While he makes a good point that there can be the same kind of research, that doesn’t mean he is right overall. It is laughable for him to claim that “when you talk about digitization, somebody has to decide what’s digitized” and to then declare “I don’t want anyone deciding what I can see.” Clearly, he does not, understand the fundamental archival principle of appraisal, which has been debated from the time of those like British archivist Hilary Jenkinson in 1922 and U.S. archivist T.R. Schellenberg in 1956, the selection and description within archives. The records he is looking at, while researching at the Johnson Library, are chosen by professional archivists, specifically those from NARA, so people are deciding what he can see. As such, deciding what records are digitized is also a responsibility of archivists, which will be explained later in this post.

He further claims that it is “very hard to destroy a complete paper trail of something.” I’m not actually completely sure about that. Taking from NARA’s official history of presidential libraries, they write that before these libraries came about, with impetus from FDR in 1939 when he donated his personal papers to the federal government, presidential papers were often dispersed by former presidents and their heirs after their time in office. They further note that while many collections of records exist of presidents before Hoover at the Library of Congress, others are divided between historical societies, libraries, and private collectors. Even worse, as they acknowledge, “many materials have been lost or deliberately destroyed.” So, a “complete paper trail,” as he described it, CAN be destroyed.

Considering that “Lyndon Johnson was very secretive, and he wanted a lot of stuff destroyed” as he notes, this contradicts his point that it is “very hard to destroy a complete paper trail of something.” I mention this because it would mean that if Johnson wanted, he could have worked to destroy a complete paper trail, especially since it was after Watergate that presidential records were considered property of the federal government rather than “private property” of the former Presidents, a view also widely held in the archival profession at the time. Furthermore, when he talks about cross-referencing of the pages, he seems to not understand how emails work. This is no surprise from someone who doesn’t “use emails,” as he admits! He claims that he is not “sure there’s a trail like that” and that “it’s too easy to delete” emails. While it is true is easy to “delete” them, think about “deleted” files on a computer. They are not really deleted but rather the directory to them is eliminated. The same is also true of any file, whether a PDF, a photograph, or something else you upload online: the file is never truly deleted, but only the directory to it is deleted. Just like when you throw something away in a garbage can, it is not simply eliminated, but it is sent somewhere else, like a horrid waste-to-energy plant or an overflowing landfill. There was actually a whole Futurama episode about an overly wasteful society back in May 1999, titled “A Big Piece of Garbage.”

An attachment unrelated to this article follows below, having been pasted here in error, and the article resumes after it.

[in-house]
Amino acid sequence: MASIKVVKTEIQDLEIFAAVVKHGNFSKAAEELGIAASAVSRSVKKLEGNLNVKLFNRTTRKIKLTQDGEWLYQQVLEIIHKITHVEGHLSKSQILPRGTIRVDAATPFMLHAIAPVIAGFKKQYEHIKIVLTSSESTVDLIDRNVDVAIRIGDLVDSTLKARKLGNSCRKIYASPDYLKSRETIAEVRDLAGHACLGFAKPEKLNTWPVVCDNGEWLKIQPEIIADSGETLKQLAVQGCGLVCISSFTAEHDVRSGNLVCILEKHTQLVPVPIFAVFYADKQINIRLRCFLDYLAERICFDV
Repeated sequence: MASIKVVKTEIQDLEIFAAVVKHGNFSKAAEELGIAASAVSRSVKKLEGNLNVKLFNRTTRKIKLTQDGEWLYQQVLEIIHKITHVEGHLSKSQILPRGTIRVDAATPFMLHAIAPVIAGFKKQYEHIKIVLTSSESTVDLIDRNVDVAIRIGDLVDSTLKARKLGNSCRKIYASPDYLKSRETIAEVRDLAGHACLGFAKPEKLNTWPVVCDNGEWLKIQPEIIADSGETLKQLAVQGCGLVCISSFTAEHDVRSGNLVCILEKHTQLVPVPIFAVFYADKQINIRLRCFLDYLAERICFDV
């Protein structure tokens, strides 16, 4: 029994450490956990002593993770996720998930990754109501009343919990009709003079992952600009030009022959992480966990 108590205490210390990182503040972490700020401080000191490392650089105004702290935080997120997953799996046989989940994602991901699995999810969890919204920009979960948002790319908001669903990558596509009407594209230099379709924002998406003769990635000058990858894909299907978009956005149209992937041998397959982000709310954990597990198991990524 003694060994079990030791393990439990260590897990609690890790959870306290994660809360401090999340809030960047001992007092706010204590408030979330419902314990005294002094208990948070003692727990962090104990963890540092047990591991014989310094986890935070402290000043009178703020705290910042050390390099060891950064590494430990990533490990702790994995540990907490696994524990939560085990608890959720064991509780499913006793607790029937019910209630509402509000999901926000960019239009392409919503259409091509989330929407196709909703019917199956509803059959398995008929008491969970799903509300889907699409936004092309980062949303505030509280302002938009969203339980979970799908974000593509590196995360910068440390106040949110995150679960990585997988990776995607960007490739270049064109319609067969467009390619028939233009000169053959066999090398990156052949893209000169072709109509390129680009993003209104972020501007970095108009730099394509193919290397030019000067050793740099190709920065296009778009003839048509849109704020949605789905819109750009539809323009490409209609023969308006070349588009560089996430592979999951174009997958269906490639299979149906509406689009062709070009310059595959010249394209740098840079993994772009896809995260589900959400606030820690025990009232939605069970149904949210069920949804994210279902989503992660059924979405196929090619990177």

As Curl Hopkins wrote in The Daily Dot six years ago, when a user “deletes” an email normally it becomes “invisible to that user and is immediately a candidate to be overwritten” but until then it exists and it may even “persist longer on company servers.” He further notes that even if a computer is “taken off your computer, it may still be available on the host’s server,” adding that you must “presume that any email you compose will be available remain accessible forever,” although secure email services are available. There may still be “elements that indicate the prior presence of the email” and logins that are often retained, to say the least. Even one article recommending how to delete emails forever warns that “some online email services maintain an offline backup of email accounts,” adding that “your permanently deleted email may still reside in these inaccessible backups…There is no way to force immediate deletion of emails in these backups.” Also, there are specific data retention rules on the federal level and likely within various organizations, which require retention of such emails. I am also reminded here of “Testimony” (S4, ep9) of Veep. I mention this because, at one point during the episode, Mike McLintock (played by Matt Walsh), the incompetent press secretary, is brought before a congressional committee. He thinks he deleted the voice memos of then-president, Selina Meyer (played by Julia Louis-Dreyfus). In fact, as the committee reminds him, these memos exist in the cloud and they plan to listen to them for any further evidence in their investigation! [3]